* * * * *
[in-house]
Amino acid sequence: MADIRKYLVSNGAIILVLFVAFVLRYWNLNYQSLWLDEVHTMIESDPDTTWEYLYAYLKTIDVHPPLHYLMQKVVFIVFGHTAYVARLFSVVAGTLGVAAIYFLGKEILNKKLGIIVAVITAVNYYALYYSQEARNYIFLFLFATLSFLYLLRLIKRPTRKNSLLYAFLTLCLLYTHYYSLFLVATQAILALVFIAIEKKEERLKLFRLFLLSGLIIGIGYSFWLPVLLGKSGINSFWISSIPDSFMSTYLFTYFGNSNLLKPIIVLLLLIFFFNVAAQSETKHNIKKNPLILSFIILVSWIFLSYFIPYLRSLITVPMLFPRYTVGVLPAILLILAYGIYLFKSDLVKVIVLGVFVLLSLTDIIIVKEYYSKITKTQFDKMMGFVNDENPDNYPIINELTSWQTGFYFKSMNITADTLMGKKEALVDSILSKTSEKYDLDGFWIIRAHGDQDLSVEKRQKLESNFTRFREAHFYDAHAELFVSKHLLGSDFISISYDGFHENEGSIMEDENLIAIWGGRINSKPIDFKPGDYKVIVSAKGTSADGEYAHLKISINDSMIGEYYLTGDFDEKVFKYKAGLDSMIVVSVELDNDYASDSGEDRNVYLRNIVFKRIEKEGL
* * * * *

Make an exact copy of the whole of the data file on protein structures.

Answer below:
[in-house]
Amino acid sequence: MADIRKYLVSNGAIILVLFVAFVLRYWNLNYQSLWLDEVHTMIESDPDTTWEYLYAYLKTIDVHPPLHYLMQKVVFIVFGHTAYVARLFSVVAGTLGVAAIYFLGKEILNKKLGIIVAVITAVNYYALYYSQEARNYIFLFLFATLSFLYLLRLIKRPTRKNSLLYAFLTLCLLYTHYYSLFLVATQAILALVFIAIEKKEERLKLFRLFLLSGLIIGIGYSFWLPVLLGKSGINSFWISSIPDSFMSTYLFTYFGNSNLLKPIIVLLLLIFFFNVAAQSETKHNIKKNPLILSFIILVSWIFLSYFIPYLRSLITVPMLFPRYTVGVLPAILLILAYGIYLFKSDLVKVIVLGVFVLLSLTDIIIVKEYYSKITKTQFDKMMGFVNDENPDNYPIINELTSWQTGFYFKSMNITADTLMGKKEALVDSILSKTSEKYDLDGFWIIRAHGDQDLSVEKRQKLESNFTRFREAHFYDAHAELFVSKHLLGSDFISISYDGFHENEGSIMEDENLIAIWGGRINSKPIDFKPGDYKVIVSAKGTSADGEYAHLKISINDSMIGEYYLTGDFDEKVFKYKAGLDSMIVVSVELDNDYASDSGEDRNVYLRNIVFKRIEKEGL